Expanding Your Assets in the Time of a Crisis

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Expanding Your Assets in the Time of a Crisis

It can be tempting to put business or asset expansion to a screeching halt when we’re going through a pandemic and a recession. It’s understandable—not making major moves in times of crisis feels safe and comfortable. Protecting your current assets instead of trying to acquire more feels like the wisest of options.

But just because the times are uncertain, it doesn’t mean that there is no safe way to expand your assets and businesses during the crisis. This is because when our economy is volatile, it can create just as many opportunities as it can destroy them. It certainly depends on what industries your assets belong in. While dynamic changes in the U.S. economy can certainly cause losses, they can also provide opportunities for more employment and firms starting up or expanding.

Here are some investment options you can look into in the time of COVID-19.

Low-risk investments

You can still make some investments despite the uncertainty and anxiety that can come with it, especially if you choose companies known for having low debt and good cash flow. If you truly want to be safe when making investments during a recession, avoid investing in speculative firms, which means companies with the majority of their assets tied up in investments or projects with uncertain returns. You also need to avoid investing in highly leveraged companies, which means they have more debt than they have equity. Go for investments that are lower in risk, like the following:

  • High-yield savings accounts in online banks
  • Money market accounts, which offer higher rates than your typical high-yield savings account
  • Treasury inflation-protected securities (TIPS), which help people shield their funds from inflation

Consumer staples and essentials

While they say that no industry is truly recession-proof, essentials like food, beverages, hygiene products, and household goods might come close. No matter the economy’s state, people will always need to eat, drink, and shower. Investing in consumer staple socks is perhaps the safest move you can make because this is an industry that produces and sells services and goods that will always be in demand.

an apartment building

Real estate

Another industry that you can consider in making bigger investments is the real estate industry, especially since major recessions can often ring about a drop in property values. This is beneficial for investors because it can allow you to purchase a property at a lower price and eventually put it back into the market for a larger profit when the economy recovers and prices are back up. While you wait out the recession, though, you can rent out the property to a tenant—providing you with a stable passive income as you wait. If you partner with a reputable mortgage company, you might find the property that’s a perfect addition to your portfolio.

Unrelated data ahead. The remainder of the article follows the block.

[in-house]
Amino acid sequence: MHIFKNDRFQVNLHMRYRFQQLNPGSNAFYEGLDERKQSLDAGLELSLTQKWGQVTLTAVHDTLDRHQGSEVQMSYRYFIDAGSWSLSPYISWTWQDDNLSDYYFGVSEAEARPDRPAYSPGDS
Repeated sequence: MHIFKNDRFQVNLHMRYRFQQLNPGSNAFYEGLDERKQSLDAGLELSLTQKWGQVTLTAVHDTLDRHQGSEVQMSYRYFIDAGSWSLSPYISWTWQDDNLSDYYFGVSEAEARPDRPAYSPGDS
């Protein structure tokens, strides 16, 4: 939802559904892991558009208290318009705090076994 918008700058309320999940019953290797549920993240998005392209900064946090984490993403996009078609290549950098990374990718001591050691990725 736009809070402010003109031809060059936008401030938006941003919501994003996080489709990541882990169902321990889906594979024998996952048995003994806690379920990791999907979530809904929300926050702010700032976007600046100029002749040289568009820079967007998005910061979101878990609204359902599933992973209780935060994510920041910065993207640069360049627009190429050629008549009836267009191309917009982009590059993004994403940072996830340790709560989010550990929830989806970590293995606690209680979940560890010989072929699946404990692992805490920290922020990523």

Diversified portfolio

There is a reason why not putting your eggs in one basket is a cliche—it’s because it’s true, especially where investments and assets are concerned. Now more than ever, you need to ensure that you have multiple investments and income streams that can help shield you from potential losses if a specific industry or product that you’ve invested in loses its value. Here are some ways to diversify your investment portfolio:

  • Make sure you have an emergency cash reserve. Almost all financial experts agree that your emergency fund should be able to cover your living expenses for at least six months. This cash reserve can take the form of a money market account or other similar accounts and can even be domiciled in your bank account. Having this cash reserve can help you immediately liquidate your assets in case of an emergency or unexpected hardship. Worse comes to worst. It can also help you buy up assets if the economy suddenly tanks.
  • Don’t go for a single stock with varying volatility or risk; instead, go for exchange-traded funds or ETFs. In a nutshell, ETFs are a collection of investments, which means they are already inherently diversified. But bear in mind that because the risks are lower, the potential rewards are lower as well.
  • Ensure that your portfolio is always balanced. Re-balancing is simply adjusting your assets’ allocation to prioritize the portfolio mix that you prefer and make sure that all of your investments are always pointing towards your objectives.

While there are plenty of factors to be concerned about, and it’s important to be safe, we also need to remember that the recession will not last forever, and we need to be ready when the economy recovers. Invest well, and good luck!

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